The anti-gay Family Research Council has a new video about how the gays are ruining everything, what with their pesky marrying and buying of cakes and, well, simply existing. And this video isn't just a video -- it's part of a crafty advertising campaign, designed to slip homophobic propaganda into churches and to manipulate captive audiences into donating cash to FRC.
The campaign is called "Stand for Marriage Sunday," and the idea is that thousands of churches across the country will show the video, which attacks gay couples, during Sunday services. And as if that wasn't bad enough, the video ends with a sales pitch for a $20 DVD set featuring more anti-gay videos created by Rick Santorum's company.
The FRC's Sunday video is full of distortions, convenient omissions and outright lies -- for example, the claim that most Americans oppose marriage equality, when in fact opposition has dropped to the 30s. And that's only the tip of the iceberg -- I've created this video takedown, detailing all of the problems with FRC's anti-gay propaganda and explaining exactly why they're so very wrong.
The video starts with a Ronald Reagan quote about the importance of defending freedom. That sounds nice, but FRC President Tony Perkins isn't using the word "freedom" the way you think. He's really talking about the freedom to discriminate -- in other words, the freedom to intrude on other people's freedom.
Perkins, in case you're unfamiliar, is one of the top anti-gay figures in the country. He called homosexuality "morally wrong," and supports ex-gay child "therapy." He once got caught buying a mailing list from a Ku Klux Klansman, and got FRC designated as a hate group.
What's so hateful about Perkins and FRC? Well, for starters, there's all the misinformation about gays and lesbians in this very video. Perkins claims that a majority of Americans oppose marriage equality. He cites a recent study that purports to back him up -- the only catch is that he paid for the study, and the "research" was actually conduced by a right-wing PR film.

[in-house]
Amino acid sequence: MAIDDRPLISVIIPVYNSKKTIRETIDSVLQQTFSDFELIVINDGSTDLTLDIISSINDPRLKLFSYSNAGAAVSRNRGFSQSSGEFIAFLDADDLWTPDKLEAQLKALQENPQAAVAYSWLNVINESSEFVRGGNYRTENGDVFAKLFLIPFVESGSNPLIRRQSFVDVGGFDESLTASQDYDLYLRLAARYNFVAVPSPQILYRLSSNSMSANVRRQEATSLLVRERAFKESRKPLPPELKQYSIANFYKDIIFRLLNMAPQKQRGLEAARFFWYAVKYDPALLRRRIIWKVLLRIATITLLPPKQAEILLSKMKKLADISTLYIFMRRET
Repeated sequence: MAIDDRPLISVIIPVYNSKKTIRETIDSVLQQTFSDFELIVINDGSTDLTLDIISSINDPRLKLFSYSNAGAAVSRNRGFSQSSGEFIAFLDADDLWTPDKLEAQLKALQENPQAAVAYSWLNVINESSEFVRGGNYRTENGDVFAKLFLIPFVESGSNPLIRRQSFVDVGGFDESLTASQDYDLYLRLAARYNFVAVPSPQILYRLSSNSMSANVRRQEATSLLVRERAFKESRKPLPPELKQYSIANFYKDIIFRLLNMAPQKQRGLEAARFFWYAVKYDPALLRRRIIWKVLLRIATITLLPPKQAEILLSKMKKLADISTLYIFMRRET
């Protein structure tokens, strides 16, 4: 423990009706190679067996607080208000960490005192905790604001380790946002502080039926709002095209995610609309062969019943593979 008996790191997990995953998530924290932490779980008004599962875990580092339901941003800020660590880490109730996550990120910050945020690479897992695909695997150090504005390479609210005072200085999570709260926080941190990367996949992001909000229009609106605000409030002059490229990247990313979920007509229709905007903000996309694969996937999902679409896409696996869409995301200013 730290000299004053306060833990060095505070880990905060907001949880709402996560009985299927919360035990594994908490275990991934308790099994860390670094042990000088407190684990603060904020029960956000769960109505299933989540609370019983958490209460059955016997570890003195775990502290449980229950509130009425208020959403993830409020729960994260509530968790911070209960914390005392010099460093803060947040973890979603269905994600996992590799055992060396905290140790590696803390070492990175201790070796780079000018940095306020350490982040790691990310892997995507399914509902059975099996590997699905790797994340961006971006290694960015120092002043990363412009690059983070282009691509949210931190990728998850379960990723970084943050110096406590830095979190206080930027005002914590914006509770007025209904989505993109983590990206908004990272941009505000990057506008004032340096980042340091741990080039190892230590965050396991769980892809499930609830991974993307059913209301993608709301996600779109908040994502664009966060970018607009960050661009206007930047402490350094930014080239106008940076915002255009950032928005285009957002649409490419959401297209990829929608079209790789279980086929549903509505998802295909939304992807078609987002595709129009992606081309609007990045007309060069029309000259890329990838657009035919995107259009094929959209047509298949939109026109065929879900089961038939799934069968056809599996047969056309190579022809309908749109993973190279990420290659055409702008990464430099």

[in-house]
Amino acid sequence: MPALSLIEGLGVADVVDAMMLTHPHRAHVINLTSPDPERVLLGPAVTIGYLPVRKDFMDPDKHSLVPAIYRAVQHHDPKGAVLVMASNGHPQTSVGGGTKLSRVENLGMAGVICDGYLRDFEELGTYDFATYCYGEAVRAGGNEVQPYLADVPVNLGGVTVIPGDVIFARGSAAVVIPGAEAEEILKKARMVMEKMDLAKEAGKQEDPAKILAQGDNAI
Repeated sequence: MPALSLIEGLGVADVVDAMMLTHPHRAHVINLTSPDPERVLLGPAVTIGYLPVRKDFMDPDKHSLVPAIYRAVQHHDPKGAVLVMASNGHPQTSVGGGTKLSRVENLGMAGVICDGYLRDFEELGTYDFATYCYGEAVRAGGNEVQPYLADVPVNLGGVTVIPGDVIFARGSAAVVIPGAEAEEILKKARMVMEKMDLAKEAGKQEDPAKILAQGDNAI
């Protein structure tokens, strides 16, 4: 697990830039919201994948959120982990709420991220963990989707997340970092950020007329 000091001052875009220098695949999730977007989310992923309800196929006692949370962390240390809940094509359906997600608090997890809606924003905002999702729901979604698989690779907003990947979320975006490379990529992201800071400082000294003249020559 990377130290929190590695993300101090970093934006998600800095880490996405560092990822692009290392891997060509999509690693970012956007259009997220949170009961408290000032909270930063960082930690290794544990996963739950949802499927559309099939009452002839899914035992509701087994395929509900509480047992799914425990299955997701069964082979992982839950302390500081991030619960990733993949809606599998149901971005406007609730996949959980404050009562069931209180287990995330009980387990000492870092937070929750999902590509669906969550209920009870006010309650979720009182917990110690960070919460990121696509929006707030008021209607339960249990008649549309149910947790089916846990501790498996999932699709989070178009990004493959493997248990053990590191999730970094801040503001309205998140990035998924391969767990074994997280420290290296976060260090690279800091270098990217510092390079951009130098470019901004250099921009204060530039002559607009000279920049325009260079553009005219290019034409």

In truth, public support for marriage equality has never been stronger.
From there, Perkins launches into an attack on LGBTs, defending businesses that turn away gay customers. He claims that government shouldn't be allowed to enforce nondiscrimination laws, at least not where gays and lesbians are concerned.
Is he actually right, that the Constitution's guarantee of religious freedom should give him a license to do whatever he wants? No, of course not. That's not how it works -- you're free to believe whatever you want in private. But in public, we all have to follow a set of basic laws. And when you act on a belief that harms people (like evicting someone for being gay, or firing them, or denying them access to services), there are sometimes legal consequences. Poor Tony Perkins doesn't want to have to face those consequences.
But don't worry: Perkins has advice for the nervous homophobes, terrified that LGBTs are coming to marry somewhere near them. All you have to do is send him $20, and he'll send you three DVDs full of yet more videos about how terrible gays are, and how oppressed religious people are. You're supposed to watch the videos, then give them away, so as many people see them (and are misled by them) as possible.
The video ends with another Reagan quote about defending freedom. But he's not talking about religion -- the soundbite is actually taken out of context from a record that he made in 1961, accusing Medicare of being a socialist plot.
Reagan was wrong then, and Perkins is wrong now. Providing medical care to the elderly, believe it or not, did not lead to the downfall of civilization. And treating LGBTs equally won't, either.
it's worth pointing out that around the same time he made his anti-Medicare record, Reagan also opposed California's Fair Housing Act. He gave a speech in which he said that landlords should be able to deny housing on the basis of a person's skin color.
"If an individual wants to discriminate against Negroes or others in selling or renting his house, it is his right to do so," Reagan said.
That sounds shocking today, but his justification was that "freedom" should give powerful people the right to oppress others. It's the exact same justification Tony Perkins is using now.
Once the Supreme Court rules on marriage, probably around June, you can expect anti-gay rhetoric like this to ramp up even further. So brace yourself -- it's going to be ugly.
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